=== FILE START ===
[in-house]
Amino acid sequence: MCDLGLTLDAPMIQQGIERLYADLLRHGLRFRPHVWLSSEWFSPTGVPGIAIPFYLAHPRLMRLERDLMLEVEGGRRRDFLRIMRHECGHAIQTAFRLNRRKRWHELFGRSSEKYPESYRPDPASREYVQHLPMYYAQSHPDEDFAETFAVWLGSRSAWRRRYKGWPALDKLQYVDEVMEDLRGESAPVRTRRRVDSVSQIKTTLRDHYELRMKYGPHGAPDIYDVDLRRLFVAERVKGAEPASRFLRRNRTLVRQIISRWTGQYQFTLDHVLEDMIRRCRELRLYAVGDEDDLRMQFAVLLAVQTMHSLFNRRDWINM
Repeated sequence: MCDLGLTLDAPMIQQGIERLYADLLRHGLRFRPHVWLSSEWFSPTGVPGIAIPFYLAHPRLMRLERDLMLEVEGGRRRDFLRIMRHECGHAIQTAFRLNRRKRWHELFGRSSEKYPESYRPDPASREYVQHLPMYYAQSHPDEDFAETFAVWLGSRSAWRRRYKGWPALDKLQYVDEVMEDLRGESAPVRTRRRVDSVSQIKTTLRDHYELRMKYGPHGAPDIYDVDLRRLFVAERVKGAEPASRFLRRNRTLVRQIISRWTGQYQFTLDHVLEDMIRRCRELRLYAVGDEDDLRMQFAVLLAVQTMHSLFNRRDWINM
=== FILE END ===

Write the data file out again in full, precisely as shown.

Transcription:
[in-house]
Amino acid sequence: MCDLGLTLDAPMIQQGIERLYADLLRHGLRFRPHVWLSSEWFSPTGVPGIAIPFYLAHPRLMRLERDLMLEVEGGRRRDFLRIMRHECGHAIQTAFRLNRRKRWHELFGRSSEKYPESYRPDPASREYVQHLPMYYAQSHPDEDFAETFAVWLGSRSAWRRRYKGWPALDKLQYVDEVMEDLRGESAPVRTRRRVDSVSQIKTTLRDHYELRMKYGPHGAPDIYDVDLRRLFVAERVKGAEPASRFLRRNRTLVRQIISRWTGQYQFTLDHVLEDMIRRCRELRLYAVGDEDDLRMQFAVLLAVQTMHSLFNRRDWINM
Repeated sequence: MCDLGLTLDAPMIQQGIERLYADLLRHGLRFRPHVWLSSEWFSPTGVPGIAIPFYLAHPRLMRLERDLMLEVEGGRRRDFLRIMRHECGHAIQTAFRLNRRKRWHELFGRSSEKYPESYRPDPASREYVQHLPMYYAQSHPDEDFAETFAVWLGSRSAWRRRYKGWPALDKLQYVDEVMEDLRGESAPVRTRRRVDSVSQIKTTLRDHYELRMKYGPHGAPDIYDVDLRRLFVAERVKGAEPASRFLRRNRTLVRQIISRWTGQYQFTLDHVLEDMIRRCRELRLYAVGDEDDLRMQFAVLLAVQTMHSLFNRRDWINM